There are many accounts of the Civil War written by historians but there aren't many accounts written by the men who actually fought in that war. I found one such account, written in retrospect by Lt. Spencer B. Talley, who served in the Confederate Infantry from the war's beginning to its end.
His home was thirty to forty miles west of John Dickens Jr.'s home. He joined the Confederate army within days of John's enlistment, they trained at the same camp under the same officers, endured the same hardships, fought the same battle of Fishing Creek, and both were in the subsequent retreat to Murfreesboro. That's where the similarity ends. John Dickens was reported to have died at Murfreesboro on February 24, 1862 and Lt. Talley continued to serve the Confederate cause until the war's end in 1865.
If you have the slightest interest in a Confederate soldier's life during that war, please read all of Lt. Talley's account. When I located it, I was in a hurry - but I couldn't stop reading until I had read every page. A link is provided below.
Since Lt. Talley and John Dickens shared the same experiences in the first six months of the war, I have added some excerpts from Lt. Talley's account of those days. You will find the excerpts below the map.
1. John Dickens' home. 2. Camps Zollicoffer and Myers.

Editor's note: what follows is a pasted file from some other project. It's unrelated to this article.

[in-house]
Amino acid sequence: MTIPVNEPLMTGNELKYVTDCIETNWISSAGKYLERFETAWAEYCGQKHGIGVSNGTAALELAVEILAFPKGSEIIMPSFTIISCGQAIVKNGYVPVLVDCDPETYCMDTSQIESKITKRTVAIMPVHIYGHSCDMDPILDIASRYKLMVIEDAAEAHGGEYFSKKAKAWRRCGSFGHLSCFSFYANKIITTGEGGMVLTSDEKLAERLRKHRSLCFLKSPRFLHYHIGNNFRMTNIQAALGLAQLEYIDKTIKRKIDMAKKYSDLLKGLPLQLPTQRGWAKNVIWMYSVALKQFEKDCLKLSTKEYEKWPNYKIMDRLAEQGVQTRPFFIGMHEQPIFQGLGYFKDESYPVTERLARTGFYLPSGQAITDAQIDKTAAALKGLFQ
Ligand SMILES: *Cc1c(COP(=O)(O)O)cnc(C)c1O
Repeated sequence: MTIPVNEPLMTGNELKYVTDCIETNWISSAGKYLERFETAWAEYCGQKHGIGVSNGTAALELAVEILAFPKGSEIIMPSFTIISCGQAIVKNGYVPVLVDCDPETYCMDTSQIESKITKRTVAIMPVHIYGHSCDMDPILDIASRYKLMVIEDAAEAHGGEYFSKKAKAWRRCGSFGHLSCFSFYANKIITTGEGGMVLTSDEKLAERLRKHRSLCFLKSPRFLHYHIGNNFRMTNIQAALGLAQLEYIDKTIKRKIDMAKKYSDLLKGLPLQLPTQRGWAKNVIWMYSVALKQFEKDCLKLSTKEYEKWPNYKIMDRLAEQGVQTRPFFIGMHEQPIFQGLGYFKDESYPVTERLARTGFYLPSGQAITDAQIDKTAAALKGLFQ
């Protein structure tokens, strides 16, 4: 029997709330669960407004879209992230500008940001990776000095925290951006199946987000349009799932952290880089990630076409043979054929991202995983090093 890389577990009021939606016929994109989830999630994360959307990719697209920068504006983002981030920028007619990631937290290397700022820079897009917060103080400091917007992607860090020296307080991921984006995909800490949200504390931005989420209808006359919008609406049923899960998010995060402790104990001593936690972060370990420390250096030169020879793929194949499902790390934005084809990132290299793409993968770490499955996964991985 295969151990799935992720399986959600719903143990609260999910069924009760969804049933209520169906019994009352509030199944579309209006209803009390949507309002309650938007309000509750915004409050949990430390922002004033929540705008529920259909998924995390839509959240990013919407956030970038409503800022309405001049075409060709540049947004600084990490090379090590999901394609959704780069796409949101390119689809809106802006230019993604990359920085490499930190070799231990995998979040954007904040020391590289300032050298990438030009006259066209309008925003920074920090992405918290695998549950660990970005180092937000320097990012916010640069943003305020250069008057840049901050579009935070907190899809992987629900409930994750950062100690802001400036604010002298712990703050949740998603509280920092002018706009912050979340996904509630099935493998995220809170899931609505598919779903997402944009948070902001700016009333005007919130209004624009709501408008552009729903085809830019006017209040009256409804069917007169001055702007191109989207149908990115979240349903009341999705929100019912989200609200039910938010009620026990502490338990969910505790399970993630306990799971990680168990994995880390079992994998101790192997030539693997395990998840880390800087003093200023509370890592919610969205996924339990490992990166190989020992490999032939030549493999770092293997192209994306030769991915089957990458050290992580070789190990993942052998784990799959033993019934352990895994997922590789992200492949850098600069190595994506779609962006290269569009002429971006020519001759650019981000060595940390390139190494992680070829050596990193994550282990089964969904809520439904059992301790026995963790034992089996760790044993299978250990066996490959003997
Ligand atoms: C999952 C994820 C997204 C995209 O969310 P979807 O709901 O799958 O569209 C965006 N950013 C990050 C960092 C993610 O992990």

3. Battle of Fishing Creek. 4. John Dickens' death reported.
"I and my brother Robert J. began making our preparations to enter the southern
Johnathan Eatherly was raising a Company at Mt. Juliet. These squads soon
I think it was about the middle of September, 1861 when our company left
We had no one in camp capable to give the right and proper training for the
We spent only about two hours in the forenoon and two in the afternoon
The south had no arms or munitions of war and but little chance of obtaining
Before long we got our old flintlock muskets, used last in the Battle of New
We were called a late hour of the night to rush up to camp"Myers" a distance
General Zollicoffer, in the mix-up owing to the smoke and fog, dashed into the
This was our first scrap with the Yanks and I am sure we had a few days of as
Now we privates had no idea that the retreat would be continued. We thought
We rested for a day or so at and around Gainesboro and then began our march for a concentration of our armies. ...
On our retreat from Fishing Creek we camped a while at Murfreesboro leaving there sometime in February on our journey to Corinth, Mississippi."
(End excerpts from "The Diary of Lt. Spencer B. Talley.")
Note: Pvt. John Dickens did not make the journey to Mississippi. He was reported dead at 48 years of age on February 24, 1862 when his unit was still at Murfreesboro.
The Excerpts below are only bits from the first six months of Lt. Talley's service.
Click the link above to read many of his experiences throughout the war.